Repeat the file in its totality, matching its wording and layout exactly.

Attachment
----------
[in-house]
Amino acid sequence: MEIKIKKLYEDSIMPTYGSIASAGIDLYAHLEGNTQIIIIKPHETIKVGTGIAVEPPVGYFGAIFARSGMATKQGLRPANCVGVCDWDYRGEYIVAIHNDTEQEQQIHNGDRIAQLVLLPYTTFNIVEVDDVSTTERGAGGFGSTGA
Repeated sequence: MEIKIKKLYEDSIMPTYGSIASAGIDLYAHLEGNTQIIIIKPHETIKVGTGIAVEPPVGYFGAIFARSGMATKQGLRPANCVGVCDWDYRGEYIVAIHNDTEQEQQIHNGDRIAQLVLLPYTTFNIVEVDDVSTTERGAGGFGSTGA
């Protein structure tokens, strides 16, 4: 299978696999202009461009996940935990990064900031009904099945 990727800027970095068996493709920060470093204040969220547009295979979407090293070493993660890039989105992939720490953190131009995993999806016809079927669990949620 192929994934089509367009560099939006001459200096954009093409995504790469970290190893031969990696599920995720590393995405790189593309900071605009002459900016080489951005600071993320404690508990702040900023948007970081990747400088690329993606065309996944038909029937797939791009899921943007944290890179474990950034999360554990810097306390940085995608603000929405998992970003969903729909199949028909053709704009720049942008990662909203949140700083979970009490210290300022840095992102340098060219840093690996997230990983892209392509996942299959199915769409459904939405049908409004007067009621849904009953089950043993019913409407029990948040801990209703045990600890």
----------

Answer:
[in-house]
Amino acid sequence: MEIKIKKLYEDSIMPTYGSIASAGIDLYAHLEGNTQIIIIKPHETIKVGTGIAVEPPVGYFGAIFARSGMATKQGLRPANCVGVCDWDYRGEYIVAIHNDTEQEQQIHNGDRIAQLVLLPYTTFNIVEVDDVSTTERGAGGFGSTGA
Repeated sequence: MEIKIKKLYEDSIMPTYGSIASAGIDLYAHLEGNTQIIIIKPHETIKVGTGIAVEPPVGYFGAIFARSGMATKQGLRPANCVGVCDWDYRGEYIVAIHNDTEQEQQIHNGDRIAQLVLLPYTTFNIVEVDDVSTTERGAGGFGSTGA
């Protein structure tokens, strides 16, 4: 299978696999202009461009996940935990990064900031009904099945 990727800027970095068996493709920060470093204040969220547009295979979407090293070493993660890039989105992939720490953190131009995993999806016809079927669990949620 192929994934089509367009560099939006001459200096954009093409995504790469970290190893031969990696599920995720590393995405790189593309900071605009002459900016080489951005600071993320404690508990702040900023948007970081990747400088690329993606065309996944038909029937797939791009899921943007944290890179474990950034999360554990810097306390940085995608603000929405998992970003969903729909199949028909053709704009720049942008990662909203949140700083979970009490210290300022840095992102340098060219840093690996997230990983892209392509996942299959199915769409459904939405049908409004007067009621849904009953089950043993019913409407029990948040801990209703045990600890």